The ‘Modi wave’ has competition from within the BJP in saffron stronghold Gorakhpur. And it is called the ‘Yogi wave’.
Politics in the Gorakhpur region has revolved around the Gorakhnath Math after its chief priest, Mahant Adityanath won his maiden Lok Sabha poll in 1998. Referred to as Chhote Maharaj or Yogi, he formed the Hindu Yuva Vahini (HYV) to spread the hardcore Hindutva ideology in Poorvanchal or east Uttar Pradesh.
Portraits of BJP’s prime ministerial candidate Narendra Modi adorn banners and hoardings put up almost everywhere in this town and beyond. But he is overshadowed by the Yogi and the foot soldiers of HYV, physically and metaphorically.
Volunteers of HYV have turned the area into an impregnable fort Adityanath. They have also been campaigning for him across villages and collecting information from locals about the activities of SP, BSP and Congress rivals.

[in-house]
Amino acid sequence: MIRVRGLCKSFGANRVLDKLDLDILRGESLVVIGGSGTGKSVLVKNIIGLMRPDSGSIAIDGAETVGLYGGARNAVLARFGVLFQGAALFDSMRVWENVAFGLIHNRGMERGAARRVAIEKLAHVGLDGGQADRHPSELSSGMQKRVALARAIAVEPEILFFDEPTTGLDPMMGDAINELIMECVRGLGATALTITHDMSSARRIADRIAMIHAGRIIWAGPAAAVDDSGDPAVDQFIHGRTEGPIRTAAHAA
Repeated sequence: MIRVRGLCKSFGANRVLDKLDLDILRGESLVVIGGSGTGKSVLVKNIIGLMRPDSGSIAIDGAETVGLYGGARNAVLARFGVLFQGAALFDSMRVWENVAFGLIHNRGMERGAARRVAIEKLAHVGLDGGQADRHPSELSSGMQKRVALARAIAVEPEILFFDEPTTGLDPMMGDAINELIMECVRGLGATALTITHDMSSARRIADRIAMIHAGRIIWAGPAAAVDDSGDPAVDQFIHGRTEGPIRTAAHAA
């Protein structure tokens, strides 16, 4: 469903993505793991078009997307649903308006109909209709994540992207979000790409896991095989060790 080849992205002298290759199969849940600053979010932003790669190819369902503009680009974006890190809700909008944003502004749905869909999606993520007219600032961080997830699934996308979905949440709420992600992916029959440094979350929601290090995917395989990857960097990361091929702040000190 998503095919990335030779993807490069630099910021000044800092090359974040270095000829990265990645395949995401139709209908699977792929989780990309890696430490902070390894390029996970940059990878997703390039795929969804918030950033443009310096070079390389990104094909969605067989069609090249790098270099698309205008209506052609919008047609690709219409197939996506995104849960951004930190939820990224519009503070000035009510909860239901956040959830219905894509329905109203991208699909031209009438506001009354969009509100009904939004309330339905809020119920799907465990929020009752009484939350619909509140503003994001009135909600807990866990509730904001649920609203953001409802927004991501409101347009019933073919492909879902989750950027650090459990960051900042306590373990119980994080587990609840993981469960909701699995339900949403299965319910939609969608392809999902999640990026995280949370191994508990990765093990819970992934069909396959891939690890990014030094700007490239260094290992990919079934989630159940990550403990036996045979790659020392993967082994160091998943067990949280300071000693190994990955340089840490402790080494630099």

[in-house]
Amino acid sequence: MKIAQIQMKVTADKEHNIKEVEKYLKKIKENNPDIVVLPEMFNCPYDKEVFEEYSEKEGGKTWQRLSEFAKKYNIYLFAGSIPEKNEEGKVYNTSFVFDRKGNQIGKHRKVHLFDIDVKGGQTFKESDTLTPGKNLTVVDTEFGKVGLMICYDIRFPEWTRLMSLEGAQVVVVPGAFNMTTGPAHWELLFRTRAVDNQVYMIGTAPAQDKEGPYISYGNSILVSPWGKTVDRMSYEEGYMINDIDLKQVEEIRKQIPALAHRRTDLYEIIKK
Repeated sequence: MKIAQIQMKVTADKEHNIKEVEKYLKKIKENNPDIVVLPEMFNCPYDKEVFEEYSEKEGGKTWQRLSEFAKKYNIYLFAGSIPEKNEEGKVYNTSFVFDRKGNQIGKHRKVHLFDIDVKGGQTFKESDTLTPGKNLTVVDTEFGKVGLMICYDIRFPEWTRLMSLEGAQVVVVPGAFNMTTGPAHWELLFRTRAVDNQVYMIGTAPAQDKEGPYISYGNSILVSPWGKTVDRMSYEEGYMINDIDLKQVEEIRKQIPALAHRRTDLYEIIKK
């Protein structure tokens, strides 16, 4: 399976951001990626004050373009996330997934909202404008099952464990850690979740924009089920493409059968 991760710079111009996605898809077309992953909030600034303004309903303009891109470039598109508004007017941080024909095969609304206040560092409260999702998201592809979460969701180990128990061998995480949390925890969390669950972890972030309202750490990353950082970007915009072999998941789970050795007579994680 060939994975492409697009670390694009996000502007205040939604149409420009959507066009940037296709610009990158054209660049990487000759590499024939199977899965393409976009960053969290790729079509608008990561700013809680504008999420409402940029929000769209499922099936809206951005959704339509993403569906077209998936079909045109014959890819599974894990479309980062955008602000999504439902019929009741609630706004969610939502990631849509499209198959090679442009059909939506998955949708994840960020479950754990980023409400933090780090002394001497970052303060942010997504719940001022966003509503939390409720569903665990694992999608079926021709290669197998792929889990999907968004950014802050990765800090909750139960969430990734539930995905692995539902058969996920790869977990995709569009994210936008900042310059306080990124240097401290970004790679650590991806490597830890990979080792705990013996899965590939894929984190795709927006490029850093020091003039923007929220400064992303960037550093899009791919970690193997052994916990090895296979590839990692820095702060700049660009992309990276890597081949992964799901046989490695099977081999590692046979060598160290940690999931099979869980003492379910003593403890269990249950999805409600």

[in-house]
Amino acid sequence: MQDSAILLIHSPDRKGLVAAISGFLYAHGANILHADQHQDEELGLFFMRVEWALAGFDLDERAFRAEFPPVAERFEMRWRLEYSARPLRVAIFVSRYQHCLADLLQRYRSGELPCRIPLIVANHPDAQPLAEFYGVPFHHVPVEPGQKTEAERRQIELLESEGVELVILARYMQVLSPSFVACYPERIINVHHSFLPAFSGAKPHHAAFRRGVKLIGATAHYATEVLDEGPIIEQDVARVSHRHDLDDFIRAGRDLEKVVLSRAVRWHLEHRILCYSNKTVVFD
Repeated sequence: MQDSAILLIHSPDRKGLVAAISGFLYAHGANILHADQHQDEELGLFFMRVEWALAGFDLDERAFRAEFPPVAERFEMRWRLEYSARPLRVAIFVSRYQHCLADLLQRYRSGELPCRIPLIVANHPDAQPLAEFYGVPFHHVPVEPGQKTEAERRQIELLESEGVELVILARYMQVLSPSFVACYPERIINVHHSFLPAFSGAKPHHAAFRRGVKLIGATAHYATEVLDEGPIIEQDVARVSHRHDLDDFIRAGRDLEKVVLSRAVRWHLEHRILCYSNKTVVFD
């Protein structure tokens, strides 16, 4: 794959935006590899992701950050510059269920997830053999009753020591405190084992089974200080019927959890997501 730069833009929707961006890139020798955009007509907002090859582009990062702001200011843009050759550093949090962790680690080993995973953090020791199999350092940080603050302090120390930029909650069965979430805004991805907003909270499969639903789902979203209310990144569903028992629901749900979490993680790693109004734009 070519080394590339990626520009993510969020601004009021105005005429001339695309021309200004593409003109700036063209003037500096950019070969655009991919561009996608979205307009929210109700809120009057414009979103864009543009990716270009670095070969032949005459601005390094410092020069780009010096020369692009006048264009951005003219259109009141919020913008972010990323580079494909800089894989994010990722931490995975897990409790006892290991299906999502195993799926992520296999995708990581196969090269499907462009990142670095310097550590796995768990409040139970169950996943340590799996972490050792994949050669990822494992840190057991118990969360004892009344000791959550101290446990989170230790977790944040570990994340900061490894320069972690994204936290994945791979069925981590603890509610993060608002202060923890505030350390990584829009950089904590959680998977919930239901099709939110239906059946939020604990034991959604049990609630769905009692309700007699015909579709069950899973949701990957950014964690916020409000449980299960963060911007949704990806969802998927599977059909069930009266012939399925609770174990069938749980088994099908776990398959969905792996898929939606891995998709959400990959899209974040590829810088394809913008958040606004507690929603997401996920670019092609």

More than BJP activists, Adityanath is dependent on HYV, considered his private army. Though top BJP leaders say Hindutva is passé and their main issue is development, HYV volunteers are raising contentious issues like construction of Ram temple, ban on cowslaughter, common civil code and abolition of Article 370.
They spread Adityanath’s through street corner meetings in villages and various localities in the town. There is little or no reference to Modi, as they hard-sell Adityanath, telling the voters he would play an important role if NDA comes to power.
“In the rest of UP, BJP is riding on Modi lehar (wave) but in Gorakhpur it is Yogi wave,” says RK Mishra, an academician in DDU Gorakhpur University. “When BJP performed below par in 2004 and 2009 elections, Yogi held forth. He also put the neighbouring seats of Bansgaon and Azamgarh in the kitty of BJP.”
Rival parties too have trained their guns more on Adityanath’s HYV than Modi. “We are trying to counter the Yogi’s Hindutva approach,” says SP candidate Rajmati Nishad. BSP’s Ram Bhuwal Nishad and Congress’ Ashtbhuja Prasad Tripathi have a similar agenda.